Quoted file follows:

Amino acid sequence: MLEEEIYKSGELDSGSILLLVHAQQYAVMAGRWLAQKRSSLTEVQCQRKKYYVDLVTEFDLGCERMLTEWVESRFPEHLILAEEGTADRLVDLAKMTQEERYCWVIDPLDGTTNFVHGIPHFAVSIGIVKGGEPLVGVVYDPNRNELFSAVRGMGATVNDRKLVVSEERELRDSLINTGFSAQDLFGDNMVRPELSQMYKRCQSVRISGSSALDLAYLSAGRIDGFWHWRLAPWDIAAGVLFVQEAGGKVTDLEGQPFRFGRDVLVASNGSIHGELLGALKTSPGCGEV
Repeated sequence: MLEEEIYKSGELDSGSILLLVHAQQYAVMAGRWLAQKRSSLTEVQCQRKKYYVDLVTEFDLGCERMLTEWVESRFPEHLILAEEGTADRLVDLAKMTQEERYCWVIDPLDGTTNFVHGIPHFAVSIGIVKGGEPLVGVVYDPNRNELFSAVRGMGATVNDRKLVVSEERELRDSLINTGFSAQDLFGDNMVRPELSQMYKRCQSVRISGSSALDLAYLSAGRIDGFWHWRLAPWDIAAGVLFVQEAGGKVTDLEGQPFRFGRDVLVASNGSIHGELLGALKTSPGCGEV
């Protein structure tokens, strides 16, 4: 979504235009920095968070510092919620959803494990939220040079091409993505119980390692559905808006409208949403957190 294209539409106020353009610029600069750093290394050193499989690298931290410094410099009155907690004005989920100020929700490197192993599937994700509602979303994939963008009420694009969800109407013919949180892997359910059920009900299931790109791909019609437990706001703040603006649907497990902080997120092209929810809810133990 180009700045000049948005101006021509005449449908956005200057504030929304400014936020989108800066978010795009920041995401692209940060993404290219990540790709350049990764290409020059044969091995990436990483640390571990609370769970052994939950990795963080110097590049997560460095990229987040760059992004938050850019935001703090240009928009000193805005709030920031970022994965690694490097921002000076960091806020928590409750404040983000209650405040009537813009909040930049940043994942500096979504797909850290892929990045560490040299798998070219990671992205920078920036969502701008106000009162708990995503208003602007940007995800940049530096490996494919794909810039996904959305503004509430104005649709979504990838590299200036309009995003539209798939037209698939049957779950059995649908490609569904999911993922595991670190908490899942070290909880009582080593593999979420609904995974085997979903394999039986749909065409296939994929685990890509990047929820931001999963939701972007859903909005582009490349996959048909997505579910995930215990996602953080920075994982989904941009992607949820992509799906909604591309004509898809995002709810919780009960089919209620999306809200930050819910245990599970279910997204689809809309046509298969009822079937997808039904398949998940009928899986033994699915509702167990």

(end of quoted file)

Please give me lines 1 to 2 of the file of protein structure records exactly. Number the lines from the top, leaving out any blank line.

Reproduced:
Amino acid sequence: MLEEEIYKSGELDSGSILLLVHAQQYAVMAGRWLAQKRSSLTEVQCQRKKYYVDLVTEFDLGCERMLTEWVESRFPEHLILAEEGTADRLVDLAKMTQEERYCWVIDPLDGTTNFVHGIPHFAVSIGIVKGGEPLVGVVYDPNRNELFSAVRGMGATVNDRKLVVSEERELRDSLINTGFSAQDLFGDNMVRPELSQMYKRCQSVRISGSSALDLAYLSAGRIDGFWHWRLAPWDIAAGVLFVQEAGGKVTDLEGQPFRFGRDVLVASNGSIHGELLGALKTSPGCGEV
Repeated sequence: MLEEEIYKSGELDSGSILLLVHAQQYAVMAGRWLAQKRSSLTEVQCQRKKYYVDLVTEFDLGCERMLTEWVESRFPEHLILAEEGTADRLVDLAKMTQEERYCWVIDPLDGTTNFVHGIPHFAVSIGIVKGGEPLVGVVYDPNRNELFSAVRGMGATVNDRKLVVSEERELRDSLINTGFSAQDLFGDNMVRPELSQMYKRCQSVRISGSSALDLAYLSAGRIDGFWHWRLAPWDIAAGVLFVQEAGGKVTDLEGQPFRFGRDVLVASNGSIHGELLGALKTSPGCGEV